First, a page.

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Invasive species are arriving with ships in Antarctica

New research from the University of Cambridge reveals that Antarctica is threatened by the introduction of non-native and potentially invasive species. The experts report that there are 1,581 ports with connections to Antarctica. Ships from these ports sometimes collect unwanted creatures attached to their hauls, including barnacles, crabs, mussels and algae.       

“Invasive, non-native species are one of the biggest threats to Antarctica’s biodiversity – its native species have been isolated for the last 15-30 million years. They may also have economic impacts, via the disruption of fisheries,” said study senior author David Aldridge, a professor in the Department of Zoology at Cambridge.

Compared to fishing vessels, tourism ships come from a much broader range of locations. Research vessels are also a potential threat to Antarctica’s ecosystems. One of the greatest concerns involves ships that spend summers in the Arctic before moving south to Antarctica. These ships are likely to introduce alien species that are already cold adapted.

“The species that grow on the hull of a ship are determined by where it has been. We found that fishing boats operating in Antarctic waters visit quite a restricted network of ports, but the tourist and supply ships travel across the world,” said study first author Arlie McCarthy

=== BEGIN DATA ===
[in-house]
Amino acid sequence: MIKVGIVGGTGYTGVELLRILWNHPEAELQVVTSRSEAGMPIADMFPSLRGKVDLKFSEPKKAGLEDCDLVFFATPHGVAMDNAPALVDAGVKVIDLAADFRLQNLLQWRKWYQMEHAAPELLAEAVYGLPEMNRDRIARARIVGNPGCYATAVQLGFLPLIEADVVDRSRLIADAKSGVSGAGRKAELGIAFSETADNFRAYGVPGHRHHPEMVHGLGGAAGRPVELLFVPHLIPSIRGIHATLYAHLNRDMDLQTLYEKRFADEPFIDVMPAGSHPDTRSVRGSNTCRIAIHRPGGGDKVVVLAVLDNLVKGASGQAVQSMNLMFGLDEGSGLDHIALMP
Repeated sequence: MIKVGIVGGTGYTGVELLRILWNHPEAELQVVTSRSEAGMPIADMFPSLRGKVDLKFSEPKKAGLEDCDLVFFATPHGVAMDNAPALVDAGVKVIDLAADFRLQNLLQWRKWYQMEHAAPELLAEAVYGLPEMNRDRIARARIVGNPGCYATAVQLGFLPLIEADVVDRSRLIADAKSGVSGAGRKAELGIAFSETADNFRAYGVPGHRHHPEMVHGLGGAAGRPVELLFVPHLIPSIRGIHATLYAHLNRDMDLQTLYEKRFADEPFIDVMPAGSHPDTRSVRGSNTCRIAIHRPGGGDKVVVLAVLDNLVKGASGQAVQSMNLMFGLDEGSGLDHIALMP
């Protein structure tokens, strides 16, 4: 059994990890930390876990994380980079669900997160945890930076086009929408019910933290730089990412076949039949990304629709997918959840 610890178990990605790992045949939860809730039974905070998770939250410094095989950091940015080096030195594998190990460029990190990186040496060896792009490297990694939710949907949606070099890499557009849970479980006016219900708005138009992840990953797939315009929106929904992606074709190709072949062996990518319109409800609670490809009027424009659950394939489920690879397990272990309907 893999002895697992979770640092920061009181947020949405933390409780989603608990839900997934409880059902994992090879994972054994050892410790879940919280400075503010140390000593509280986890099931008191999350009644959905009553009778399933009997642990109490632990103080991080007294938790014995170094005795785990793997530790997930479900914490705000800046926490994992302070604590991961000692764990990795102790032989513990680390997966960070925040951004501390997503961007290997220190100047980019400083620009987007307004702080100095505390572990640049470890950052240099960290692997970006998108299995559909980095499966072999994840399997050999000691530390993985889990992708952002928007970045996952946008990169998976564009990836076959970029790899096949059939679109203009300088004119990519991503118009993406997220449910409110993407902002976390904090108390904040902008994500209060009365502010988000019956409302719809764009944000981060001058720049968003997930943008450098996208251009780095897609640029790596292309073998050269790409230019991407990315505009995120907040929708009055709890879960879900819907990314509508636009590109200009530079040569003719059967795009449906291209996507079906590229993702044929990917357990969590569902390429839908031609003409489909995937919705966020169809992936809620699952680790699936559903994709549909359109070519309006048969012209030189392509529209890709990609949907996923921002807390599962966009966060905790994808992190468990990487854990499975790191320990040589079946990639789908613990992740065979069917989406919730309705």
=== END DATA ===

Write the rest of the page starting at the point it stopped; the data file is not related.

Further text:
“We were surprised to find that Antarctica is much more globally connected than was previously thought. Our results show that biosecurity measures need to be implemented at a wider range of locations than they currently are.”

“There are strict regulations in place for preventing non-native species getting into Antarctica, but the success of these relies on having the information to inform management decisions. We hope our findings will improve the ability to detect invasive species before they become a problem.”

The study is published in the journal Proceedings of the National Academy of Sciences.

By Zach Fitzner, Staff Writer

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